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    Intel Processor Trace is a way to do this for arbitrary software and no compiler tricks, with magic trace providing a nice frontend.

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        Yes, DTrace has the pid provider for tracing entry and exit of things that look, in the ELF binary, like C functions, or arbitrary instructions within those functions. It also has the profile provider that you can use to do stack sampling, which obviously has a lower overhead than tracing with pid.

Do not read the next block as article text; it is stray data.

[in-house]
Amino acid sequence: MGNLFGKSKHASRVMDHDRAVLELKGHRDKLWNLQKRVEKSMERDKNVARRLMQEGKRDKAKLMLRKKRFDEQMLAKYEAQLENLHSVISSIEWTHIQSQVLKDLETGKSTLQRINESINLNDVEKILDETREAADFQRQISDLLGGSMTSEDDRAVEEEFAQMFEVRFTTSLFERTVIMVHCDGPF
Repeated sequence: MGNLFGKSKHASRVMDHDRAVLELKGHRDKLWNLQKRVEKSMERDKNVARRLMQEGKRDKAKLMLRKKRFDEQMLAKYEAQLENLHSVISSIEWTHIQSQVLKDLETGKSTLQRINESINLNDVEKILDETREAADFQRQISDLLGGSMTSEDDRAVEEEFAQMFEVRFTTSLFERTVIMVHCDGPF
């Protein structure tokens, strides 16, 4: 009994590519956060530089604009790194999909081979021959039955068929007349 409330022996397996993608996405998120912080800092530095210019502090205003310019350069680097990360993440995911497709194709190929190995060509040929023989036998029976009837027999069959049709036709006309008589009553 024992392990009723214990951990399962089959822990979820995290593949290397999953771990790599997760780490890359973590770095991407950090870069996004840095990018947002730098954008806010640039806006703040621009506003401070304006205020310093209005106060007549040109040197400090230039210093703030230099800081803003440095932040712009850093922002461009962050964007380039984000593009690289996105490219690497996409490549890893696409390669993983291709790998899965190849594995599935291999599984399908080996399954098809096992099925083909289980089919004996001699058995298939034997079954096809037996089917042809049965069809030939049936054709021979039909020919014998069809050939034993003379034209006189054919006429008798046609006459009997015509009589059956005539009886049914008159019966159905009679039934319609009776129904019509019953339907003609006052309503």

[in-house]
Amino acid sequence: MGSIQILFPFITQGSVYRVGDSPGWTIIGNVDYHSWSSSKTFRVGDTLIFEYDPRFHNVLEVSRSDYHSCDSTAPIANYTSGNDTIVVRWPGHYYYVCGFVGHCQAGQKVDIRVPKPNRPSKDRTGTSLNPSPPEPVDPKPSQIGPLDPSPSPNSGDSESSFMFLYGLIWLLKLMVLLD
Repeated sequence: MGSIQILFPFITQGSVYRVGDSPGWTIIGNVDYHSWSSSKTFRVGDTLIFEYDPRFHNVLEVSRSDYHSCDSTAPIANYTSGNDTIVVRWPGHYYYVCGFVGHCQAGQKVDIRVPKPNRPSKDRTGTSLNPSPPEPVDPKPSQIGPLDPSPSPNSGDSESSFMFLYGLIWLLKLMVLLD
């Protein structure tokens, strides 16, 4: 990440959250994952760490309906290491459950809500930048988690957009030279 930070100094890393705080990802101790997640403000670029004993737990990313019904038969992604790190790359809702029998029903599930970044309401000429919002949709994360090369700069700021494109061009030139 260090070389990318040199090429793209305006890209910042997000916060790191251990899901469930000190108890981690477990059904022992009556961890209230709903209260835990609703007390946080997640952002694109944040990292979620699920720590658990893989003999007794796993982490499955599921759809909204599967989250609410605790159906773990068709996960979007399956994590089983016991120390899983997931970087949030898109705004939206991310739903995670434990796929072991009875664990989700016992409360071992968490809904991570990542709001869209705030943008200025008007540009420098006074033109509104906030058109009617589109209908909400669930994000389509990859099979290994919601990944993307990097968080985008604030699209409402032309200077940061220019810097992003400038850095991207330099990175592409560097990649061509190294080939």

The older truss(1) tool also provides for system call tracing and even function boundary tracing a bit like the article, which I believe works by adjusting the way the runtime link editor does dynamic linking for libraries.

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          Right, the advantage with Intel PT is that there is no need to overwrite instructions with breakpoints. In comparison with the post above, uprobes/dtrace also needs to execute the overwritten instructions since there won’t be NOPs there in general.